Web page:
LOS ANGELES – Kobe Bryant(notes) has retreated into one of his dark provinces, a sullen and solitary state radiating an unmistakable aura: Don't bleep with me now. As Bryant creeps closer to these NBA Finals, he's long with his glares and short with his answers. Around him, his people will tell you that they've seldom seen him work his way into such a startling ferocity.
For fifteen minutes, he had been hellbent on getting out of the Staples Center interview room with pursed lips and muttered clichés. He wanted to give nothing, and he was well on his way when it was asked of him about needing a championship without Shaquille O'Neal(notes), about validating his legacy. There would be no clean getaway on Wednesday for Kobe Bryant.
He was out of clichés, out of patience and damn near out of his mind. "It means … nothing," he said, and now it was coming on the eve of Game 1, the window into Bryant's tortured soul that reminds everyone that it means everything.
"People think Shaq would have won a championship without me on that team?" Bryant sniffed.
Oddly enough, Shaq made a most predictable proclamation Wednesday on Twitter: "I want Kobe to get No. 4." Yes, he wants Bryant to catch him with No. 4, because it probably stings him less than Dwight Howard(notes) and Stan Van Gundy – two of his favorite targets – winning No. 1. Almost a year ago, Shaq gleefully rapped that "Kobe couldn't do without me," and laughed and laughed and laughed. It made Shaq look small and petty, just as that Tweet was so disingenuous.
These days, Shaq is on the defensive. He's trying to appear magnanimous, but it's a tough sell. Kobe refused to play make-believe with Shaq on All-Star weekend, and won't bother now.
For Bryant, this series is a chance to settle scores, old and new. Deep down, Bryant understands that he has to win a championship without Shaq. The question still chases him, still drives him wild, and now is his chance to never hear it again. Shaq is yesterday's champion in the NBA, and LeBron James(notes) is tomorrow's. The moment is now for Bryant. He hears all these arbitrary arguments of how James has surpassed him, but he didn't reach the Finals to prove it on the game's grandest stage.
LeBron didn't just lose the chance at an NBA dream Finals, he lost a little of his sterling reputation, too. Now, David Stern wants to talk to him about his lousy sportsmanship, and worse justification, in the aftermath of the Game 6 loss to Orlando.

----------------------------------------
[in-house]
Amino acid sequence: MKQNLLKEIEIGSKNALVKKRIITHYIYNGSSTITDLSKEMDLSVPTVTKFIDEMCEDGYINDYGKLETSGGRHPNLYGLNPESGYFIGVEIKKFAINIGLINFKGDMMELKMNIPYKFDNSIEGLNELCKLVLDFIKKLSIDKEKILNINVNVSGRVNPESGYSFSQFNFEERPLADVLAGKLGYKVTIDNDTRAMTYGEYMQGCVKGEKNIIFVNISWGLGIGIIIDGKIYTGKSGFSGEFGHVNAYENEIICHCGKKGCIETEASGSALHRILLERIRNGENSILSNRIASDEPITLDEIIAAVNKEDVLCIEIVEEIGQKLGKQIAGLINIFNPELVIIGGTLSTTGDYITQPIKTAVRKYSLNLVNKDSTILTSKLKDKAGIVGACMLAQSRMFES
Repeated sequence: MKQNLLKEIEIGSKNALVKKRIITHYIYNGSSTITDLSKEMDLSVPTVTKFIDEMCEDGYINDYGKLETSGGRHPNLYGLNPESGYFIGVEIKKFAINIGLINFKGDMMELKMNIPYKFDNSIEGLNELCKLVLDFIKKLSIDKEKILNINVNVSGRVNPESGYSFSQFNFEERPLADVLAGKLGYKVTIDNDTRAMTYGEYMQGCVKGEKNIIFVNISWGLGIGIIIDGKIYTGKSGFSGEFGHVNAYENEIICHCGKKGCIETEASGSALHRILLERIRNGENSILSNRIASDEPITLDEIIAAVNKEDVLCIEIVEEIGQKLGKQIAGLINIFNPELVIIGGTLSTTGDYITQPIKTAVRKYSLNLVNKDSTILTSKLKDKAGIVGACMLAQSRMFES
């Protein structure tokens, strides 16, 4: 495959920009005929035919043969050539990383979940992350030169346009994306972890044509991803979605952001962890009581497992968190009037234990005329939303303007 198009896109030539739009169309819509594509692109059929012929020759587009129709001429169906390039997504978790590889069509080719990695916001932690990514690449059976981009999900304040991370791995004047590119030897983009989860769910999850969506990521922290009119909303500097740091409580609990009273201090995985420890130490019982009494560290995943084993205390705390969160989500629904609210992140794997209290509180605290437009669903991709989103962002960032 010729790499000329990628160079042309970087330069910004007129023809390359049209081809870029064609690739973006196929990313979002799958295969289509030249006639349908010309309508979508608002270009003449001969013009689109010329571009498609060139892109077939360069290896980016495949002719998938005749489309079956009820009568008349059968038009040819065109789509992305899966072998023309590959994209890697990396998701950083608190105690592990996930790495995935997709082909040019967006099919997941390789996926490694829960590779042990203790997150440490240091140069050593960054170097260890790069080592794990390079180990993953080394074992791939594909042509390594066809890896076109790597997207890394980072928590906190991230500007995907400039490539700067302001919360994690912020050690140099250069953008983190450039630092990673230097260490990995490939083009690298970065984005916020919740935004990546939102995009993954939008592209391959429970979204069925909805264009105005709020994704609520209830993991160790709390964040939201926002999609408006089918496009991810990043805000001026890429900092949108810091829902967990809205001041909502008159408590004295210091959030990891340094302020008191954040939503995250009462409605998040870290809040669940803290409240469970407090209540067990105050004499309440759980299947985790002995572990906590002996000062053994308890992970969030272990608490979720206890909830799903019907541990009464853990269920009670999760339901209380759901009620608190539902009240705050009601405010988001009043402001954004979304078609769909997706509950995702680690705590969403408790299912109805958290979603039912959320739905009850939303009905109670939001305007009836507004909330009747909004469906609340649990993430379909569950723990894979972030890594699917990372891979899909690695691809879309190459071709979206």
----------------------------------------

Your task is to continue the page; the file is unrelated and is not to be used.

Those close to Kobe were asking a fair question on Wednesday: How badly would Bryant have been beaten up had he pulled a stunt like LeBron's?
Almost assuredly, Bryant will retire with just one MVP award because LeBron and Dwyane Wade's(notes) twentysomething legs will dominate the next several regular seasons in bigger, bolder ways. But most of all for Bryant, the Lakers offer him a chance to compete for championships for the next few years, to catch Michael Jordan and his six titles.
That's how Bryant can separate himself. Ultimately, he understands that history will judge him on those, that the rings will punctuate the debate on the best player of his time, the best ever. For Bryant, there are no assurances past this season. Phil Jackson could retire with his 10th coaching championship, the one that would pass the Boston Celtics' Red Auerbach and that would leave Bryant starting over with a coach who will be Jackson's inferior.
These days, Bryant is cherishing what could be his final run with the coach, insisting, "It would be a tremendous honor to be on the team that can get him that 10th championship."
Mostly, though, Kobe Bryant is in Kobe Bryant mode. He tried so hard to get through his news conference without a window into him, but that's hard for Bryant. He has listened to that Shaq question over and over for years, and now's he's four victories from never hearing it again. No, Shaq never would've won those titles without Kobe. For those who still doubt that, well, Bryant called them "crazy." All that anger, all that animus, welled up within Kobe Bryant on the eve of these NBA Finals, and it will be something spectacular to watch at Staples Center on Thursday.
Yes, the message was unmistakable: Don't bleep with him now.